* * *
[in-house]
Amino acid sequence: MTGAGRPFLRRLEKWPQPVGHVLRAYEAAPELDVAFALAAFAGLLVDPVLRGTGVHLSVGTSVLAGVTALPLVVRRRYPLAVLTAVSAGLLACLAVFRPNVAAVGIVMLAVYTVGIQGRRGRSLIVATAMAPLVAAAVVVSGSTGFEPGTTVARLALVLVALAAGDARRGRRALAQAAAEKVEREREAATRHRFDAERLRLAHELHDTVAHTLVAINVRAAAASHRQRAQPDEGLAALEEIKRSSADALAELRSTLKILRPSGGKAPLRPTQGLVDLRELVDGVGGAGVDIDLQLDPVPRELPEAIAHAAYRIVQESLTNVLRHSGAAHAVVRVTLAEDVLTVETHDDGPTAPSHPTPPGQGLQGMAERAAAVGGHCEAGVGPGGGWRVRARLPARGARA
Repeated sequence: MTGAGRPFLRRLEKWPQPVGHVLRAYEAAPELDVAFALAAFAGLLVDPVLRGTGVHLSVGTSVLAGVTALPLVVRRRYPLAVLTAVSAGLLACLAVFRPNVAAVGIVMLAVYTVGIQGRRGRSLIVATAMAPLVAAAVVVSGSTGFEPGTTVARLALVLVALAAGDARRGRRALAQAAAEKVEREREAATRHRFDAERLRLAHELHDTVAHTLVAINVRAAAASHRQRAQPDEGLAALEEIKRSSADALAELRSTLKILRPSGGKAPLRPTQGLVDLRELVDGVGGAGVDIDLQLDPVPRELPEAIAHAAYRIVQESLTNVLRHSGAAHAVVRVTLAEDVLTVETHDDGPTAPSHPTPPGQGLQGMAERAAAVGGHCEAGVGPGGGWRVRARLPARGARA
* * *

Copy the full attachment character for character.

[in-house]
Amino acid sequence: MTGAGRPFLRRLEKWPQPVGHVLRAYEAAPELDVAFALAAFAGLLVDPVLRGTGVHLSVGTSVLAGVTALPLVVRRRYPLAVLTAVSAGLLACLAVFRPNVAAVGIVMLAVYTVGIQGRRGRSLIVATAMAPLVAAAVVVSGSTGFEPGTTVARLALVLVALAAGDARRGRRALAQAAAEKVEREREAATRHRFDAERLRLAHELHDTVAHTLVAINVRAAAASHRQRAQPDEGLAALEEIKRSSADALAELRSTLKILRPSGGKAPLRPTQGLVDLRELVDGVGGAGVDIDLQLDPVPRELPEAIAHAAYRIVQESLTNVLRHSGAAHAVVRVTLAEDVLTVETHDDGPTAPSHPTPPGQGLQGMAERAAAVGGHCEAGVGPGGGWRVRARLPARGARA
Repeated sequence: MTGAGRPFLRRLEKWPQPVGHVLRAYEAAPELDVAFALAAFAGLLVDPVLRGTGVHLSVGTSVLAGVTALPLVVRRRYPLAVLTAVSAGLLACLAVFRPNVAAVGIVMLAVYTVGIQGRRGRSLIVATAMAPLVAAAVVVSGSTGFEPGTTVARLALVLVALAAGDARRGRRALAQAAAEKVEREREAATRHRFDAERLRLAHELHDTVAHTLVAINVRAAAASHRQRAQPDEGLAALEEIKRSSADALAELRSTLKILRPSGGKAPLRPTQGLVDLRELVDGVGGAGVDIDLQLDPVPRELPEAIAHAAYRIVQESLTNVLRHSGAAHAVVRVTLAEDVLTVETHDDGPTAPSHPTPPGQGLQGMAERAAAVGGHCEAGVGPGGGWRVRARLPARGARA